29 of 84Image
July 18, 2013
Silicon Valley tech giants urge for greater U.S. government transparency
Close to two-dozen technology giants signed a letter to the U.S. government calling for the ability to disclose secretive data request figures. While Google and others already publish "transparency reports" that disclose unclassified data requests, these companies are not allowed to disclose the full amount of National Security Letter "gagging orders" handed down by federal authorities. Instead, they are only permitted to report the number range.
The group also calls for Congress to pass laws that force the U.S. government to report these figures accurately without having to first seek permission from the FISC.
- Read more: Apple, Facebook, Google, Microsoft, others urge for greater U.S. government transparency (ZDNet)
Image via Center for Democracy & Technology
July 19, 2013
Verizon's secret data order timed to expire, but NSA spying to carry on
The very first tidbit from the ever-expanding cache of Snowden files, the Verizon court order was due to expire. But the U.S. government, despite the leaks, pushed for its renewal.
"The Government filed an application with the Foreign Intelligence Surveillance Court seeking renewal of the authority to collect telephony metadata in bulk, and that the Court renewed that authority," the statement from the Director of National Intelligence James Clapper read. This order continues the collection of all call details -- or "metadata" -- of calls created by Verizon between the U.S. and abroad, or within the U.S., including local calls.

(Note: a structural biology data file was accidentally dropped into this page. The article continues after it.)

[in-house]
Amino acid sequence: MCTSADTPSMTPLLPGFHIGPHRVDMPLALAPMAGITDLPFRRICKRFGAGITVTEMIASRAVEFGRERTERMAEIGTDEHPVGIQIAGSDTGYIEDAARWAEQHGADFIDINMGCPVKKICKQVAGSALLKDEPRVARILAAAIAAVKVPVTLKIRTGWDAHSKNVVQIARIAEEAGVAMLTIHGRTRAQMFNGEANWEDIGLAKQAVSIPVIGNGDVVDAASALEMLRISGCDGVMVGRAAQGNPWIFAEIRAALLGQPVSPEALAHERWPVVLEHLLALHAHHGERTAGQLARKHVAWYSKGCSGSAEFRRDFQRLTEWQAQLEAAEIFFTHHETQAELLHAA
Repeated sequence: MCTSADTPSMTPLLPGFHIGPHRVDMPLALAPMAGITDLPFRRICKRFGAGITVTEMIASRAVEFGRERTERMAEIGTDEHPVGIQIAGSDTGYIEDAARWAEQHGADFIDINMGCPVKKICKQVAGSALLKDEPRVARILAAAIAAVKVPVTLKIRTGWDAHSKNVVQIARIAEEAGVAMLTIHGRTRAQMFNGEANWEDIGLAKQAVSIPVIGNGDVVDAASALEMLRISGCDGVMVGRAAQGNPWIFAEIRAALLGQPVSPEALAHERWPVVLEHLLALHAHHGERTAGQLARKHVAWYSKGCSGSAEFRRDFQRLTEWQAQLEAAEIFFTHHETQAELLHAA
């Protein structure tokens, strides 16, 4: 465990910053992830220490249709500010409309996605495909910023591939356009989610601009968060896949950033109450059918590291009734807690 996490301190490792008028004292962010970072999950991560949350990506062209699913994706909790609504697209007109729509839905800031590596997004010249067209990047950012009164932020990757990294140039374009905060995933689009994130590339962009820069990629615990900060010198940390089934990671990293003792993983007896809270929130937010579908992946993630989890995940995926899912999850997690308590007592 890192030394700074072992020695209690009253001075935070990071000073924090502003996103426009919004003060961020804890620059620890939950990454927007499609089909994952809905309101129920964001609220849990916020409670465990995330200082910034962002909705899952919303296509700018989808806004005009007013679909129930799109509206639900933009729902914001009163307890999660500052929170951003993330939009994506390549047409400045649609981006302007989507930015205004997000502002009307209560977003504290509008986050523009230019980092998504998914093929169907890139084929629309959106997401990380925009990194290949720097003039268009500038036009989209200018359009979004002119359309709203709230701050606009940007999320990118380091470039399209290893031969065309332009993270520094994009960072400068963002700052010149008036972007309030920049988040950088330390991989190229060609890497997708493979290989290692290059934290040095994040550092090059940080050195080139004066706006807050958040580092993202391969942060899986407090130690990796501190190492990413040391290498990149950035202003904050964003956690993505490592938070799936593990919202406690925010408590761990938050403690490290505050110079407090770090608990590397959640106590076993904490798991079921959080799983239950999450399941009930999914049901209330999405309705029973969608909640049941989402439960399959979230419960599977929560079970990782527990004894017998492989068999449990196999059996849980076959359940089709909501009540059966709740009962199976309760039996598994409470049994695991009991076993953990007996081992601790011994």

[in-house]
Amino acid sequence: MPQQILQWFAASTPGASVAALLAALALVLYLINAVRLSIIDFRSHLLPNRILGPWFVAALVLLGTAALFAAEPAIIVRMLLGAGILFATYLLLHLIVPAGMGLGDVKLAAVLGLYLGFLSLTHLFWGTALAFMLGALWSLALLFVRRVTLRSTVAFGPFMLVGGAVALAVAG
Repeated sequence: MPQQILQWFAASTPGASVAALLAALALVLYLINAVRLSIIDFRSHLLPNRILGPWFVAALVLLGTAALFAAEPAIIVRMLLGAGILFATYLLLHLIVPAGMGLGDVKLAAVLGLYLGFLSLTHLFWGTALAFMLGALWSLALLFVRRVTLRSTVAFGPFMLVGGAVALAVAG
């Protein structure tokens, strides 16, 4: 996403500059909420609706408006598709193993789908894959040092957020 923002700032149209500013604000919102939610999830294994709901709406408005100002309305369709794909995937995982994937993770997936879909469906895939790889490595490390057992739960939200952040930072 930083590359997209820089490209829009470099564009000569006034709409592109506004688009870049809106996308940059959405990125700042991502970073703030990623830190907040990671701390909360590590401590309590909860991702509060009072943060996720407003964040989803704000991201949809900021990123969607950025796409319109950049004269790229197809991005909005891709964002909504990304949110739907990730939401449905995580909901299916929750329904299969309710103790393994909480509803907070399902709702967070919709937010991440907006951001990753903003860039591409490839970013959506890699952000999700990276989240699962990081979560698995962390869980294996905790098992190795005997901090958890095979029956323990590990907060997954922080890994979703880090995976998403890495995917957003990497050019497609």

- Read more: Verizon's secret data order timed to expire, but NSA spying to carry on (ZDNet)
Image: Office of the Director of National Intelligence
July 31, 2013
U.S. spy system XKeyscore allows NSA to 'wiretap anyone'
With billions of fragments of data collected by the U.S. and its "Five Eyes" partners around the globe annually, XKeyscore brings it all together, according to Snowden. In spite of the denials by U.S. officials over claims that the NSA could "wiretap anyone," the new batch of slides appeared to state otherwise.
The "top secret" program allows U.S. intelligence analysts to monitor in real time the emails, web browsing, Internet searches, social media use, and virtually all online activity of a target. Based on a "massive distributed Linux cluster", the program has 500 servers distributed around the world. In one of the slides, a map suggests these servers are located on every continent, on the territory of U.S. allies and of rivals like Russia, China, and Venezuela.
- Read more: U.S. spy system XKeyscore allows NSA to 'wiretap anyone' (ZDNet/AAP)
Image via The Guardian
Source: The Guardian